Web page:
Top Things Physicians Want to Change About Their Jobs
A recent physician survey indicated that many of today’s practitioners admit the medical profession is not a bed of roses—perhaps to no one’s surprise. After starting off with the best of intentions and enduring years of schooling and residency training, the life of a working physician turns out to be even more difficult that some anticipated.
Long hours are almost a certainty, and the work can wear on a physician over time—especially the nonclinical aspects. Yet physicians can take some proactive steps to protect their health, improve morale and make the most of their chosen profession.
The current state of physician job satisfaction
Tracking results from more than 8,700 physicians across the United States, the 2018 Survey of America’s Physicians, conducted by AMN Healthcare on behalf of The Physicians Foundation, had several key takeaways:
- 78% of the physicians sometimes, often, or always experience feelings of burnout
- 55% of physicians describe their morale as somewhat or very negative
- 49% would not recommend a medical career to their children or other young people
- 46% of those surveyed plan to change career paths
So why are so many physicians dissatisfied with their jobs? The answer seems to be multifaceted, led by inefficient electronic health record (EHR) systems, industry requirements, and clinical policies that are out of their control
The LEAST satisfying aspects of a physician’s job
When the physicians were asked to identify the two factors they found least satisfying about medical practice, they identified the following, in rank order:
1. EHR design/interoperability - 39.2%
2. Regulatory/insurance requirements - 37.6%
3. Loss of clinical autonomy - 37.0%
4. Professional liability/malpractice - 30.2%
5. Amount of time with patients - 12.4%
6. Income/compensation - 12.1%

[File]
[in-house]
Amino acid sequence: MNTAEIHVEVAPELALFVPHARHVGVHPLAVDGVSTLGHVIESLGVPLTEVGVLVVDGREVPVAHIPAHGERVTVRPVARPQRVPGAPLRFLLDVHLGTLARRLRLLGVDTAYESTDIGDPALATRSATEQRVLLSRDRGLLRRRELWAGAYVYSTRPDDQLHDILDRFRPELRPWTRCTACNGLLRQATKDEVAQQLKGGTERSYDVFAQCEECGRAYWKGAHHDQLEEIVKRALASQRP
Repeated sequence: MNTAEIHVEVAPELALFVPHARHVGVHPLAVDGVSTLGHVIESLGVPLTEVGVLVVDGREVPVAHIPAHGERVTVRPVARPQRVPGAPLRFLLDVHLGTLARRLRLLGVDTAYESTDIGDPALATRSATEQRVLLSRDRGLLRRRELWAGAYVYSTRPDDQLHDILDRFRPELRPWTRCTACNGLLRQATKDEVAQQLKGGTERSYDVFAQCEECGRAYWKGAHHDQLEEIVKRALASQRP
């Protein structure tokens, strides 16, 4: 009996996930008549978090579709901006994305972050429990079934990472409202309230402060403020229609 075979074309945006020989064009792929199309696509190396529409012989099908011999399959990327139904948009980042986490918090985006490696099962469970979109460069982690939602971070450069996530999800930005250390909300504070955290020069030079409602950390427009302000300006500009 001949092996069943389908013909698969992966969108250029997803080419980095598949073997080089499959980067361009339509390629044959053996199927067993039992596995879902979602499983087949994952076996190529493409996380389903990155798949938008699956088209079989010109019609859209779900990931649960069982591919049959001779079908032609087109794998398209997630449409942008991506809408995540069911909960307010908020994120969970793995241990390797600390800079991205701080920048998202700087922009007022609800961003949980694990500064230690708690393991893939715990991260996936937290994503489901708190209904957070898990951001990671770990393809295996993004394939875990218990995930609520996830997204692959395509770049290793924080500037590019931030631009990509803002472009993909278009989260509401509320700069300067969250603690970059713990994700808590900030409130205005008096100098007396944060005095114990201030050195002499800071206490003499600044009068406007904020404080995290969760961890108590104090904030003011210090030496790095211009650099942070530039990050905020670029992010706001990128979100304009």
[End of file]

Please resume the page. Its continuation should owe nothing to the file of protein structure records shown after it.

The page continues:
Physicians would obviously change these aspects of their jobs if they could, but some things are beyond their control. In fact, of those surveyed, 63% reported feeling that physicians have little or very little chance of making a significant impact on the healthcare system.
So what is an individual physician to do? All that he or she can—one doctor, and one patient, at a time.
A number of the physicians plan to make changes to their own career over the next three years, including 8% who intend to work locum tenens jobs. These temporary jobs can bring welcome flexibility and a fresh perspective to one’s medical career, with part-time or full-time assignments. Other doctors are planning to retire from practicing medicine (17%), cut back on their work hours (22%), or transition to a different type of work situation.
What about the MOST satisfying parts of medicine?
Researchers for the 2018 survey also asked about the most satisfying aspects of practicing medicine, and relationships with patients were the clear winner, cited by more than 3 out of 4 respondents. Here are the full results of what physicians say they relish most about their jobs:
1. Patient/physician relationships - 78.7%
2. Intellectual stimulation - 55.1%
3. Social and community impact/contributions - 21.0%
4. Income/compensation - 18.9%
5. Professional relationships with colleagues - 14.3%
6. Professional stature of medicine - 9.8%
It ends up, the least satisfying and most satisfying aspects of a physician’s job are closely related: two-thirds of physicians (66%) say that electronic health records (EHRs)—the top culprit for marring their job satisfaction—has reduced or detracted from their patient interaction, which is what they treasure most.
What can a physician do?
Want to get back to the heart of medicine? Working with your current employer or practice partners to hire additional support, upgrade systems, and/or streamline nonclinical requirements can help improve overall morale. Otherwise, choosing physician jobs that offer more time with patients and less administrative burdens, such as locum tenens assignments, maybe the solution to raise your own level of job satisfaction.